If you are an independent artist and you want to distribute your music to Spotify, then chances are the people that work for Spotify are going to tell you to sign up with CI (or FUGA) –– our advice is DON’T DO IT
EMI is a publishing company that monitors radio stations, network television, and movies to see if music (from artists that use their service) is being used. They collect royalties on your behalf. They were acquired by UMG (Universal Music Group).
Controlled by Robb McDaniels (CEO ) –– A decade ago he launched INgrooves out of his spare bedroom. Since then he’s raised over $50 million in capital and built a staff of 140, becoming one of the world’s largest distributors of digital music. INgrooves is home to acts from Mac Miller to Dolly Parton and small labels like X5 but also handles distribution for Universal Music Group, the world’s largest record company.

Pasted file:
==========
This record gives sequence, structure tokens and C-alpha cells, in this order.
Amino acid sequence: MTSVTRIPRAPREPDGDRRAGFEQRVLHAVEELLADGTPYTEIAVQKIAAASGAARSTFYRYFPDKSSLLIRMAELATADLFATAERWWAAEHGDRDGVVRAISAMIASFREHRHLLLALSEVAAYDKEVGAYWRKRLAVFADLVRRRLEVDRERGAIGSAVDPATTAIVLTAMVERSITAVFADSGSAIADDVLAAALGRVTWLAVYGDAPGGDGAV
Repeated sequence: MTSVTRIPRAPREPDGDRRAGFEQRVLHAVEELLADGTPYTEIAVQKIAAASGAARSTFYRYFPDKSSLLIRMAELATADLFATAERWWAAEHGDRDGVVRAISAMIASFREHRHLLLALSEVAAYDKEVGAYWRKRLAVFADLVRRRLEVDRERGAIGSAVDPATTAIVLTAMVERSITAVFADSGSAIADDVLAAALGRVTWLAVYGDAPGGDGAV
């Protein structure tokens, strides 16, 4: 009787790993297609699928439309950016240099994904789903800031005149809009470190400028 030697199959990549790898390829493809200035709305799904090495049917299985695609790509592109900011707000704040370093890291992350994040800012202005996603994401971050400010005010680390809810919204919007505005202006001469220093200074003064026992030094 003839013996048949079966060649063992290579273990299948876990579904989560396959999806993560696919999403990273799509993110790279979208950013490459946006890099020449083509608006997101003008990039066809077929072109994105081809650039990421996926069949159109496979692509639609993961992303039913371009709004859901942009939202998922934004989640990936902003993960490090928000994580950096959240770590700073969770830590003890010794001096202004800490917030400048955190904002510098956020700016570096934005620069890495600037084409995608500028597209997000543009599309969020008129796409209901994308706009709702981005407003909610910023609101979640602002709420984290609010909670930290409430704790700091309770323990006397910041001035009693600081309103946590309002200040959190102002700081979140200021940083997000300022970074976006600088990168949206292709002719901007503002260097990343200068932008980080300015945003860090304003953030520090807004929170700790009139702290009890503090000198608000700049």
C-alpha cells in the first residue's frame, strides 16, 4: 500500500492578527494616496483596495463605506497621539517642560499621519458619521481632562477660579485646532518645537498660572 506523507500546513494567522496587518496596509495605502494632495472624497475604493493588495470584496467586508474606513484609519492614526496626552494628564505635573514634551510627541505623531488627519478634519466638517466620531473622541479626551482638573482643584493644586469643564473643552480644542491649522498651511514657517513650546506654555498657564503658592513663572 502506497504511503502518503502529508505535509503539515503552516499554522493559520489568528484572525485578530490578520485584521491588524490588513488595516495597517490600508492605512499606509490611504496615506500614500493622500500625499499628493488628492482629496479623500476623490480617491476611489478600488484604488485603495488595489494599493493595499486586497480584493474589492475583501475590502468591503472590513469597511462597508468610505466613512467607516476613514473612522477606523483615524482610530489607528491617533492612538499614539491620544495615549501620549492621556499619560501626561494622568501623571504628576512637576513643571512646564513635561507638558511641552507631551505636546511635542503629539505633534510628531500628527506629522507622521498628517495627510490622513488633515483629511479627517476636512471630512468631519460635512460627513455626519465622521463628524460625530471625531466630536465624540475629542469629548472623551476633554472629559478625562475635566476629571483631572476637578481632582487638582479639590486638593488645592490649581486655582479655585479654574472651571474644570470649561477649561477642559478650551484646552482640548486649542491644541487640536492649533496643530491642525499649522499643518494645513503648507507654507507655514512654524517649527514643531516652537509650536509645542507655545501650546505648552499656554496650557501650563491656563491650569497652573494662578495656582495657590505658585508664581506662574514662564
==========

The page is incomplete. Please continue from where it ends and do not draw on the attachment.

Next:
Note: INgrooves does not have transparent pricing, you have to e-mail them to find out their prices.
A whois search on them says their domain was registered on September 30, 2002, but their information is being protected by a ‘privacy blocker’ company.
They claim to have offices in L.A., San Francisco, NYC, and London.
I don’t see how this differs from bandcamp, besides the fact that it’s more complicated and costs more. Artists wanting an official artist page/app would be better off just going through ADED.US Music Distribution or BandCamp as it is cheaper and less complicated.
ran by Andrew Drake from Sydney, Australia. Servers possibly located in London, U.K.
Neurotic Media | NeuroticMedia | neuroticmedia.com
Their website is very convoluted. They like to use big words but are very vague on the exact pricing details. They don’t outline (in a list) what stores they distribute to. They ‘appear’ to be more of an artist representation service than an actual distribution company
NoiseTrade is sort of like BandCamp. They have a clean interface that translates somewhat nicely to mobile. They allow you to sell music and books. They don’t have nearly as many members as most services because they seem to take in people on a case-by-case basis.
NoiseTrade Music helps artists & labels meaningfully connect with fans through the exchange of free music for email addresses & postal codes.